Ideas for the ultimate Easter Sunday feast

No-bake blueberry lemon cheesecake in jars. Picture: Jeff Duncan

No-bake blueberry lemon cheesecake in jars. Picture: Jeff Duncan

Published Apr 7, 2023


Easter is a great time to gather with friends and family and enjoy the very best food and wines.

After a big morning of hunting for Easter eggs, you are going to want to have plenty to feast on come lunchtime. Whether you celebrate Easter relaxed outdoors or gather around the table for a traditional Sunday lunch, we have the perfect recipes for you.

There is sure to be something feast-worthy to keep everyone happy. Courtesy of the South African Poultry Association, Norman Heath, head chef at Radisson Blu Hotel Waterfront, and Sharon Pye, chef lecturer at Capsicum Culinary Studio, say these recipe ideas will ensure your family and guests leave well-fed and thoroughly spoiled.

Norman Heath’s recipe ideas.

This traditional Cape Malay dish, flavoured with allspice, whole cumin, bay leaves, vinegar, and garlic is a South African favourite. Picture: Antoine de Ras

Pickled fish

This traditional Cape Malay dish, flavoured with allspice, whole cumin, bay leaves, vinegar, and garlic, is a South African favourite.

The recipe was first introduced as a means of preserving fresh fish in a vinegar and sugar mixture, and in true South African style, various punchy flavours and spices were added.

The result is a sweet, sour, and spicy-tasting savoury flavour that can be eaten either hot or cold. Serve it with warm, freshly baked bread and butter on a spicy hot cross bun or as a side dish with some potato or green salad.

Speckled eggs milk tart

Milk tart is another local favourite. To give your traditional milk tart recipe an Easter twist, consider making it a speckled egg milk tart.

Do this by swapping out the milk tart crust recipe with an oat cookie recipe and adding smashed speckled eggs to your dough.

Blind bake the dough before adding the milk tart filling and baking as normal, following any traditional milk tart recipe. Sprinkle the top of the tart with freshly grated cinnamon and decorate it with speckled eggs. Serve at room temperature.

Egg-baked mushroom medley traybake. Picture: Supplied

Egg-baked mushroom medley traybake

Serves: 4


650g mixed mushrooms

2 tbsp olive oil

2 cloves garlic, grated

6-8 sage leaves

5ml mixed dried herbs

4 large Portobello mushrooms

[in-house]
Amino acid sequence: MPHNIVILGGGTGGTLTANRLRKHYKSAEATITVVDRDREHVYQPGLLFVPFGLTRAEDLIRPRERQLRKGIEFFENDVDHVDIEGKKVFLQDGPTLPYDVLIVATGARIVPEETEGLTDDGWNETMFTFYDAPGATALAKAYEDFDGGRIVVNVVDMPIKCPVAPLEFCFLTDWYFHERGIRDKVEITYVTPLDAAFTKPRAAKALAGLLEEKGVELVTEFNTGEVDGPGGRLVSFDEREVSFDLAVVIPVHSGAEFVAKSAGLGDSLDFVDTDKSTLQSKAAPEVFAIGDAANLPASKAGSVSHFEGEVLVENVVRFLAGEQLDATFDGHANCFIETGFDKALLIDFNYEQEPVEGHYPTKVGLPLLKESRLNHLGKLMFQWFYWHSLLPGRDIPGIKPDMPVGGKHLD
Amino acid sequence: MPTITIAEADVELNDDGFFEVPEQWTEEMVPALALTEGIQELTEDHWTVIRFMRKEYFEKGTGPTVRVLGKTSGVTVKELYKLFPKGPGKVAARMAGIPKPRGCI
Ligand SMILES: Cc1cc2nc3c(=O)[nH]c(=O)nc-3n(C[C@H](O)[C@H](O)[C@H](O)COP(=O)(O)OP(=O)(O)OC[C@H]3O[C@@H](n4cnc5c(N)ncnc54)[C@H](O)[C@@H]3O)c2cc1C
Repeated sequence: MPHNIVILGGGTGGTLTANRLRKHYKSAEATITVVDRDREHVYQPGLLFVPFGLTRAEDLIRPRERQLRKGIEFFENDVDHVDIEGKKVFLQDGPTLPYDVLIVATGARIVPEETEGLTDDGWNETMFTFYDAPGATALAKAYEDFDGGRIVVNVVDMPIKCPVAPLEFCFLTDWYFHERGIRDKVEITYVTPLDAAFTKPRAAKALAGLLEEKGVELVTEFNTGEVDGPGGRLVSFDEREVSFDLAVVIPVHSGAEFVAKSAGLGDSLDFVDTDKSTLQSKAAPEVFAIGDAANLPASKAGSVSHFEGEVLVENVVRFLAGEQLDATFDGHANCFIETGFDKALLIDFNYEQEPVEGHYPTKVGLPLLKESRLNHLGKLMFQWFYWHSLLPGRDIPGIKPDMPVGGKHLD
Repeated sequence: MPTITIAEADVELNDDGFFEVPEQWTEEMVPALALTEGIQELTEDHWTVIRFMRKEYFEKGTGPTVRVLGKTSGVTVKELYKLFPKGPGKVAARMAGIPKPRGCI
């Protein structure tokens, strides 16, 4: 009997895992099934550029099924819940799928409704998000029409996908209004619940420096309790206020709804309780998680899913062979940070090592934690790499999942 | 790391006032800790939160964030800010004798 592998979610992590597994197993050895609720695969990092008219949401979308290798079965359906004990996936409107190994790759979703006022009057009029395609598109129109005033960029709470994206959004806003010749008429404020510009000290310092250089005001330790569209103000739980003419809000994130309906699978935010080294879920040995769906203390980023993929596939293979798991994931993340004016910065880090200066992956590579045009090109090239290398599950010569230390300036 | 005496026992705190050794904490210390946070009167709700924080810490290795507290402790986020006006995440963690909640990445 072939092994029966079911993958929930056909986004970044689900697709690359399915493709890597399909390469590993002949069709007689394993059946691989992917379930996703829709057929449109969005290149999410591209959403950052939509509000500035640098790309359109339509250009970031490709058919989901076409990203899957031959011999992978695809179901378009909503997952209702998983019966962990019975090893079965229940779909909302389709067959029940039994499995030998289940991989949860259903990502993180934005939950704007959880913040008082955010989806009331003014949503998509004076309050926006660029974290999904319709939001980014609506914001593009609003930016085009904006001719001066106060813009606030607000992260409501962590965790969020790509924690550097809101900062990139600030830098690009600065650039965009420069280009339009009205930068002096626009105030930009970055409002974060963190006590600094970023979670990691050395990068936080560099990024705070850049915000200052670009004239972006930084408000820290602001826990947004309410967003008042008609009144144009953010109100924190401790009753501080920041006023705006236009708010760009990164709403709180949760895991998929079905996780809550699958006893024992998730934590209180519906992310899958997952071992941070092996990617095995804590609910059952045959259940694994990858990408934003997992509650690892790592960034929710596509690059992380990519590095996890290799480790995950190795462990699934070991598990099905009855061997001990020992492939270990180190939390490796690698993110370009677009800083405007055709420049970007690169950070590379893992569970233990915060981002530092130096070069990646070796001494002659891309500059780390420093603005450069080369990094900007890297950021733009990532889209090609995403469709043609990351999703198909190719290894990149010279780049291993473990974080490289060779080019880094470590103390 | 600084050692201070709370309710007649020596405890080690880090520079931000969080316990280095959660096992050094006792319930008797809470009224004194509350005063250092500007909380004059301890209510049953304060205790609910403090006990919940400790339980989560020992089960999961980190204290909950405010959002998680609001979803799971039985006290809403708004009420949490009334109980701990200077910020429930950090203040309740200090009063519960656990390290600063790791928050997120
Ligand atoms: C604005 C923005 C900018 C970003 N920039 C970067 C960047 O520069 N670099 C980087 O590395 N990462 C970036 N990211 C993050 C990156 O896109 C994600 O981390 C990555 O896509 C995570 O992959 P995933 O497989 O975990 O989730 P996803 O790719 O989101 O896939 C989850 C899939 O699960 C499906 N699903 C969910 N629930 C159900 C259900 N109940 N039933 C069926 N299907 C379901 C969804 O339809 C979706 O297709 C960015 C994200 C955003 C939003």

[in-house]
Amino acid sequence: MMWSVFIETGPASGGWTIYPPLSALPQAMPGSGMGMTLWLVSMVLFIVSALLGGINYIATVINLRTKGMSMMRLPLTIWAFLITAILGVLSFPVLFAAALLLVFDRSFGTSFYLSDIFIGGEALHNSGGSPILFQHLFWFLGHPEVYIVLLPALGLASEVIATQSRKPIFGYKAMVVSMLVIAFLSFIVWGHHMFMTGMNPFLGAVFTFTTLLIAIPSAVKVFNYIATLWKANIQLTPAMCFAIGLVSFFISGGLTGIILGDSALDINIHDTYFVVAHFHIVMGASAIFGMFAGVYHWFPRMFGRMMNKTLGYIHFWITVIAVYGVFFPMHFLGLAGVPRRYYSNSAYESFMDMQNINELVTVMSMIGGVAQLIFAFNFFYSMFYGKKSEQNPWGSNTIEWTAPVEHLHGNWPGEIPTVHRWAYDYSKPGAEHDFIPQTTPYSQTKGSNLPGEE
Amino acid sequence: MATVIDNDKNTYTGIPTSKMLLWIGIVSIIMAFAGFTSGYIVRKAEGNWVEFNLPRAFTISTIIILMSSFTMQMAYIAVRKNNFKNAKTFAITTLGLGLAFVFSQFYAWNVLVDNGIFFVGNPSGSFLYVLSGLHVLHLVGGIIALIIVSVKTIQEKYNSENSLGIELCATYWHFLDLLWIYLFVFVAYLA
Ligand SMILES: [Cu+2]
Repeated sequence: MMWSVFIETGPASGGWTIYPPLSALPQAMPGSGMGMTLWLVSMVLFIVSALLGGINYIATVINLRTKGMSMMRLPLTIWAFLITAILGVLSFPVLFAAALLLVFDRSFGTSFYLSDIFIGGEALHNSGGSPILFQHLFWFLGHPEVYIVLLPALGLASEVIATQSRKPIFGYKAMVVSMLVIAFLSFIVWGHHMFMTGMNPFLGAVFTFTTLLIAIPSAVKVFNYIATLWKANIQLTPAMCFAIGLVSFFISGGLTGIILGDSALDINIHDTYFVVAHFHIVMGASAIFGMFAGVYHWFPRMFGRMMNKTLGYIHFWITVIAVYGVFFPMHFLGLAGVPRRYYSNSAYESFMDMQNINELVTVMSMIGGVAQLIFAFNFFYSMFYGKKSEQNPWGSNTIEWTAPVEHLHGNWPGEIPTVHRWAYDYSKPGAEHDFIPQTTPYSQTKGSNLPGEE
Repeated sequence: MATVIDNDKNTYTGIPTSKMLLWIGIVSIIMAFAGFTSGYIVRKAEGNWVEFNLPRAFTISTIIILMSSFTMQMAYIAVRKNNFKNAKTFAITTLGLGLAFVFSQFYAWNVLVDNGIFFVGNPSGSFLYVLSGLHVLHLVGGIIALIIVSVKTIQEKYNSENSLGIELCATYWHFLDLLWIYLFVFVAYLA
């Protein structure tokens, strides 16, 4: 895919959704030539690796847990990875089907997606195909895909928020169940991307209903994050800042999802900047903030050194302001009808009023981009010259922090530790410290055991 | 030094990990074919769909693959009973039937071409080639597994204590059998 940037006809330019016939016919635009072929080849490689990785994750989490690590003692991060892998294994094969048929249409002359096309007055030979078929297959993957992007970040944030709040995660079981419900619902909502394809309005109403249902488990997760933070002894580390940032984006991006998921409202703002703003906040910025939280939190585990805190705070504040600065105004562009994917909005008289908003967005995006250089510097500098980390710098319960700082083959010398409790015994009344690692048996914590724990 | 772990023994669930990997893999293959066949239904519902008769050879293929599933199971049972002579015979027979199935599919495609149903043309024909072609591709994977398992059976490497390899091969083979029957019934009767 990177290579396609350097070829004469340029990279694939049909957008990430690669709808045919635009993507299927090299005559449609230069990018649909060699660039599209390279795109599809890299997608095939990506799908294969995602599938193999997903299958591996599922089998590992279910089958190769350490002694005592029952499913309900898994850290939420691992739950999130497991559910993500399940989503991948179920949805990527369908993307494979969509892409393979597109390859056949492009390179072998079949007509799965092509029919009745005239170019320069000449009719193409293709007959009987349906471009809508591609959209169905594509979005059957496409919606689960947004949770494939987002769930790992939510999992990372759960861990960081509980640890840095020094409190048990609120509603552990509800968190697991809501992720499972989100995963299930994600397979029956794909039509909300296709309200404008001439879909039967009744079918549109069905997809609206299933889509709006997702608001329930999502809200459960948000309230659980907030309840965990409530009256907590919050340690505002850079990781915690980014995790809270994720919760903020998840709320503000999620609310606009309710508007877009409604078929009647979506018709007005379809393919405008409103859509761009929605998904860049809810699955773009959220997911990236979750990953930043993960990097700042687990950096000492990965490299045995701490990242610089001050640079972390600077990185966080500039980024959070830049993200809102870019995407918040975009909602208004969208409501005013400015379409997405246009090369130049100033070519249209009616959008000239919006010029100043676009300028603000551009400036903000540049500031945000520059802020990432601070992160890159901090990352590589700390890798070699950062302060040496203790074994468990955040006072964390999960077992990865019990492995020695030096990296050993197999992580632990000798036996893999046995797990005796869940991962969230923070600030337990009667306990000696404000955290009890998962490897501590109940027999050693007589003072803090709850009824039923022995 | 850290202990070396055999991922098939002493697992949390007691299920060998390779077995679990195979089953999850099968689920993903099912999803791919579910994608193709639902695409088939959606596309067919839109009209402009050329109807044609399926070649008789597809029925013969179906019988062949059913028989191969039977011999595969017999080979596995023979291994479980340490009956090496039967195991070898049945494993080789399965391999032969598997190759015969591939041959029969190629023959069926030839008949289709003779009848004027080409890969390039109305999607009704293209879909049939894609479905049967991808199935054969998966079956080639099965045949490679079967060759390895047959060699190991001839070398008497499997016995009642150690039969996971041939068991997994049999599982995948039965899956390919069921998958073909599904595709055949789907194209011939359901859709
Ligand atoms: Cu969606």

4 large eggs

150ml cream

Seasoning, to taste

French bread, to serve


Preheat the oven to 200°C.

Use a large baking tray. Place mixed mushrooms, olive oil, garlic, a few sage leaves, and dried herbs into the baking tray. Place the Portobello mushrooms stalk side up on top, and season with salt and black pepper. Bake until mushrooms are tender, about 10 minutes. Remove from the oven and gently twist the stalk out of the Portobello mushrooms, returning the stalks to the pan.

Gently crack an egg into each Portobello mushroom, and pour over the cream. Return the baking tray to the oven and cook until the egg white is no longer clear and the yolk is cooked to your liking, about 3- 5 minutes. Garnish with torn sage leaves.

Serve immediately with toasted French bread to soak up all the juices.

Recipe by the South African Poultry Association.

Sharon Pye’s recipe ideas.

Slow-cooked smoked beef brisket. Picture: Supplied

Slow-cooked smoked beef brisket

Serves: 15


2 x 4 kg beef brisket or topside

1 litre beef stock

125ml sea salt

125ml coarse black pepper

125ml Worcestershire sauce

1 bag of oak wood chips


Trim the brisket by cutting away the fat cap, then score the meat by cutting straight lines into the flesh.

Rub salt and pepper into the meat. Combine the Worcestershire sauce and beef stock and place in a food-safe spray bottle.

Wrap 2 to 3 handfuls of wood chips in foil and poke tiny holes to allow steam to escape. Lay the package of wood chips directly on the cooking grate.

Continue to replace the wood chips every 30 minutes. Heat grill to 120°C, and once the chips start to smoke, place brisket fat side down and close the lid. Spray the meat with the bottled sauce once every hour.

After about six hours, start checking the internal temperature of the meat until it reaches 93°C. Remove and rest for 30 minutes before slicing and serving.

No-bake blueberry lemon cheesecake in jars. Picture: Jeff Duncan

No-bake blueberry lemon cheesecake in jars


1kg blueberries

60ml honey

15ml lemon juice

15ml water

15g cornstarch

For the cheesecake

230g cream cheese

200g Greek yoghurt

30ml honey

1 lemon, zest, and juice

For the biscuit crumb

1 packet of Tennis biscuits

45ml butter melted


For the lemon blueberry filling: Combine ingredients, except for cornstarch and water, and in a saucepan, heat over low, medium heat on your gas stove for 5 minutes. Mix in cornflour and water, add to sauce, and continue to cook until sauce thickens. Allow cooling.

For the cheesecake: Combine all ingredients and place in the fridge.

For the biscuit crumb: Crush the Tennis biscuits into a fine crumb. Add butter and mix.

To assemble: Place biscuit crumbs into mason jars and pack gently with your fingertips.

Divide the cheesecake mixture evenly amongst jars. Top off with blueberry sauce and chill for at least one hour, or make it the day before (considering your load-shedding schedule).

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